[deck]Where, when and how to maximize soil sampling in your fields.[/deck]
All potato growers in Canada are aware of the reality that these days, potato production is subject to high input costs as well as increasing demands to protect the environment. Most potato farmers are utilizing nutrient management plans to better manage their inputs at rates that can sustain crop production while at the same time conserving the environment.
NMPs require current, representative and accurate soil test results. Ultimately, the goal of soil sampling and analysis is to estimate the soil’s ability to provide adequate amounts of the nutrients needed for the next season’s crop. Growers use the results of soil tests to develop representative estimates of a particular field’s average nutrient needs so that the optimal rate of fertilizer application can be determined.
When to Sample
Most soil specialists agree that soil sampling can occur at any time as long as the results are obtained in time to develop fertilizer and manure application plans for the next season. According to Pat Toner, soil management specialist at the New Brunswick Department of Agriculture, Aquaculture and Fisheries, the best time to sample is fall.
“Early fall will allow for fall liming, if required, but late fall after harvest will allow time to test samples and provide results to plan for the next growing season,” he says. Post-harvest samples also take into account crop removal of nutrients as well as the effects of fertilizer on soil acidity.
Developing a Sample Plan
Toner says that the first step to developing a sample plan is to identify the regions of each field from which samples are to be taken. This can be done with the help of aerial photos, GPS or GIS systems. Following this, subdivide fields into additional sample areas based on the following criteria:
- soil variability within a field due to soil type and/or differences in fertility;
- areas of different production potential (low- versus high-yielding fields);
- field size—areas should not exceed 10 hectares (25 acres) in size, if samples are to be representative;
- variations in topography;
- differences in variety; and
- methods of previous fertilizer, manure or lime applications, and degree of tillage mixing.
Each sample area should be assigned a permanent number for reference and comparison of results over time.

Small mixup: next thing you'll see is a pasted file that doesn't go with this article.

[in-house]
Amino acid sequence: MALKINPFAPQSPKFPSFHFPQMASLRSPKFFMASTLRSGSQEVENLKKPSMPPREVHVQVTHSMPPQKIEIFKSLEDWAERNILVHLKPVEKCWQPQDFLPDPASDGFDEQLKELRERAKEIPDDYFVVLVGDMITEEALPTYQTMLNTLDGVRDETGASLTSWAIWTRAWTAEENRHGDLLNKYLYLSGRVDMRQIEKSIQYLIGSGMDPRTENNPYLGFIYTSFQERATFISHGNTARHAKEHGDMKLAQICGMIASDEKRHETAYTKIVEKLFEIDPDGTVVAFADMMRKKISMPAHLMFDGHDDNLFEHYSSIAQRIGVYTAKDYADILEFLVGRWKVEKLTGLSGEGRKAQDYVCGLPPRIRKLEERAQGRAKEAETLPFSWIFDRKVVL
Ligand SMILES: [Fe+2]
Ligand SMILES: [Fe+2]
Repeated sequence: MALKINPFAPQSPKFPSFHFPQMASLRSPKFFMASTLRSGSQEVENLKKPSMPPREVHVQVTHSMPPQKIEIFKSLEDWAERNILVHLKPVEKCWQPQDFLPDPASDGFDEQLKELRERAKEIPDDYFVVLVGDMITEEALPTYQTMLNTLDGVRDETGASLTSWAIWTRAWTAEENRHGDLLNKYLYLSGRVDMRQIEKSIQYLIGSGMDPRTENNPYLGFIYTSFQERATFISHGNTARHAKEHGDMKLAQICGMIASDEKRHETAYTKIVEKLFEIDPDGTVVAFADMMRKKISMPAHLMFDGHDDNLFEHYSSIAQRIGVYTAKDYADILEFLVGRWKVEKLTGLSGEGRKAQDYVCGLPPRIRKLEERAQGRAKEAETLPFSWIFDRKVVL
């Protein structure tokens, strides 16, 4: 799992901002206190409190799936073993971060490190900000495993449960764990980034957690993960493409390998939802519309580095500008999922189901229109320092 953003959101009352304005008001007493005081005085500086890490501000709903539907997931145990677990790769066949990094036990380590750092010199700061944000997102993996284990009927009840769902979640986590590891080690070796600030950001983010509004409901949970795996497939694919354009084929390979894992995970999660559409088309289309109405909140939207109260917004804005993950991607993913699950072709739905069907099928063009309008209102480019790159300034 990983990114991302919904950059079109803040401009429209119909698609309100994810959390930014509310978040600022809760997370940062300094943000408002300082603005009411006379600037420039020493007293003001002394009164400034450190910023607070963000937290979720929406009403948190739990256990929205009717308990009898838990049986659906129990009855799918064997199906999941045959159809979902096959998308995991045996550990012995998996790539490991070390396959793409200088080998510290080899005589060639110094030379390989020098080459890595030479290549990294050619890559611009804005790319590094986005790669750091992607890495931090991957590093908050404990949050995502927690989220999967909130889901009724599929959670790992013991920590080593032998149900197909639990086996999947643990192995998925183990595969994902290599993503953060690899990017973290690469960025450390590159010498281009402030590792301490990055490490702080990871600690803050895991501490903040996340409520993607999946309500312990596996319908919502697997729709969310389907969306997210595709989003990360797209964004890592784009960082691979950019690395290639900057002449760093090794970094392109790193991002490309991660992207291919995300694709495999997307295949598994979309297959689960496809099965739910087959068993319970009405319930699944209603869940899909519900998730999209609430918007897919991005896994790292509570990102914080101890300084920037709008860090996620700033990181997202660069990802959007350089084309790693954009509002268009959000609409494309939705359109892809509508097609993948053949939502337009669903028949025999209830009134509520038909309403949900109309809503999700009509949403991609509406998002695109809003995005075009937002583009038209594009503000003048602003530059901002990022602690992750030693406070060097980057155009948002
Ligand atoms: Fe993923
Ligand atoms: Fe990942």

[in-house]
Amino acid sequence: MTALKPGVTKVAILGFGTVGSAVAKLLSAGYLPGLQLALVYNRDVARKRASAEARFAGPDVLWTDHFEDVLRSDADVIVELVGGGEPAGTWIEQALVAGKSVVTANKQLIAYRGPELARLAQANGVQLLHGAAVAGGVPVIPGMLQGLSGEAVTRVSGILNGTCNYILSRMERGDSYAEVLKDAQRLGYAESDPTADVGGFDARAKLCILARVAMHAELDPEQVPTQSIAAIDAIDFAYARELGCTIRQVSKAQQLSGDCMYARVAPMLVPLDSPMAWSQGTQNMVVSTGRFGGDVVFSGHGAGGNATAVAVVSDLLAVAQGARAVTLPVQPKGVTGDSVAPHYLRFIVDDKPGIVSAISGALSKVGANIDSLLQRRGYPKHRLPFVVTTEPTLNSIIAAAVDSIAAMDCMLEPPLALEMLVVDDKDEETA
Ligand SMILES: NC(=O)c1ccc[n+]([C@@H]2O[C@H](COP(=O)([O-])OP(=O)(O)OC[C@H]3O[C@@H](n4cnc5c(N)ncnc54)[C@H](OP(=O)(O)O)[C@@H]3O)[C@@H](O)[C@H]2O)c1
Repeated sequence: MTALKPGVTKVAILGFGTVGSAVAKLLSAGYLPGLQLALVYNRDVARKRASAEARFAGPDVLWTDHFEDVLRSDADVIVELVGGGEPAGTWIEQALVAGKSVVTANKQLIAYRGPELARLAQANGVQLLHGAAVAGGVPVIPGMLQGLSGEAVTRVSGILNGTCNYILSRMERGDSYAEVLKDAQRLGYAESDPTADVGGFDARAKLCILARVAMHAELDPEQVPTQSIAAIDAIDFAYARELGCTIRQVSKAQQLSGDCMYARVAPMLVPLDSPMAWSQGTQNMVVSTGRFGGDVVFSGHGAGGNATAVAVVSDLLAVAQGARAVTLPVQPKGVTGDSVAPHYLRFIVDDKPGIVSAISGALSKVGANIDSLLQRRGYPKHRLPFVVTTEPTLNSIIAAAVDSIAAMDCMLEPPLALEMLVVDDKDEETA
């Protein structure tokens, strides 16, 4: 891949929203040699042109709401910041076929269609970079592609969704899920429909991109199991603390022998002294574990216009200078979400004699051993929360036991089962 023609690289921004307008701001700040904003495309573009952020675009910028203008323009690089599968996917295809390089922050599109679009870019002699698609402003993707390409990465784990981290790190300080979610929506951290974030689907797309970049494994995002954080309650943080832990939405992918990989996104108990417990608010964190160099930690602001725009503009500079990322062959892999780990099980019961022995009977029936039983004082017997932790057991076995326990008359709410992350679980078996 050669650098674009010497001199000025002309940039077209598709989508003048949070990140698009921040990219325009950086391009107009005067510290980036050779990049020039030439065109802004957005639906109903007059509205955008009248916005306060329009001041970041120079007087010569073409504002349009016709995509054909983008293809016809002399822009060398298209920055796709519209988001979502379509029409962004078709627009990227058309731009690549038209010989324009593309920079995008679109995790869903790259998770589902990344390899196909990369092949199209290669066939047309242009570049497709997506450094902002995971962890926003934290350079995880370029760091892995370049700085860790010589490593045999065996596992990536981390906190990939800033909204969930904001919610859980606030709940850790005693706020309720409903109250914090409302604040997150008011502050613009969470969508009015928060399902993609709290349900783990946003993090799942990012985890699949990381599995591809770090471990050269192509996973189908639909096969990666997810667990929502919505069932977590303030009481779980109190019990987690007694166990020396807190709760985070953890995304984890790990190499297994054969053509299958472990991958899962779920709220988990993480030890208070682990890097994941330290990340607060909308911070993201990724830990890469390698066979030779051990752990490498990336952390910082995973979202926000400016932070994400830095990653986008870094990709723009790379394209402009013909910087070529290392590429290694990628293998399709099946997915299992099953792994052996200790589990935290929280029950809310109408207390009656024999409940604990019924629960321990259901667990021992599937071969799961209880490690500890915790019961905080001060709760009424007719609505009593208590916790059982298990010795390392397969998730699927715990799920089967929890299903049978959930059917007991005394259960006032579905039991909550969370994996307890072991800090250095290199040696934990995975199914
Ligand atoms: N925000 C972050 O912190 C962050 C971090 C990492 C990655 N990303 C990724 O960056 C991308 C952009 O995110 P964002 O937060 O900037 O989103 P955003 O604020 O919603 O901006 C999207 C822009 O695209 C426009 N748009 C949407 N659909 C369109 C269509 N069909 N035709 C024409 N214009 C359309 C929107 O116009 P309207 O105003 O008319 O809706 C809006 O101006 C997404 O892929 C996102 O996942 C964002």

Areas to Avoid
In order to optimize the reliability of soil sampling and enhance growers’ abilities to extrapolate test results for individual fields, growers should avoid certain areas in fields with potential sources of sample misrepresentation, or at least sample them separately. Examples of these kinds of areas are:
- eroded areas;
- poorly drained areas;
- areas with different cropping patterns;
- areas with different lime, manure or fertilizer treatments;
- headlands and line fences;
- recent fertilizer bands;
- dead furrows that expose subsoil;
- areas adjacent to roads; and
- lime, manure or crop residue piles.
Toner advises growers to keep good records of their soil samples and to maintain a consistent sampling plan to get the most out of their sampling efforts. “The cost of analysis and sample collection is very low on a per acre basis when compared to other production costs, and in the end well worth the expense and effort,” he says.
Methods Of Sampling
The New Brunswick Department of Agriculture, Aquaculture and Fisheries recommends three standard methods of soil sampling in its leaflet entitled “Soil Sampling—The Key to Effective Nutrient Management Planning”:
Composite Sample: The most common sample collection method is to take a random sample from the field, without any reference to topography or other field features. This method works well in fields that are uniform in soil type, production and management history.
Stratified Composite Sample: A field may be broken down into areas of similar topography, management history and/or crop performance. Each area is then sampled separately.
Systematic or Grid Sampling: Sampling points are pre-determined across a field at fixed intervals such as one per hectare. Then four to five sub-samples are taken near each point. Each point then has its own soil sample and result. With this information, a fertility map may be created for the field showing areas of similar fertility. This may have benefit for high value crops or crops sensitive to certain nutrient levels and/or pH. If soils are high testing in nutrients, this method of sampling will likely have fewer benefits. This method is related to the use of GPS equipment.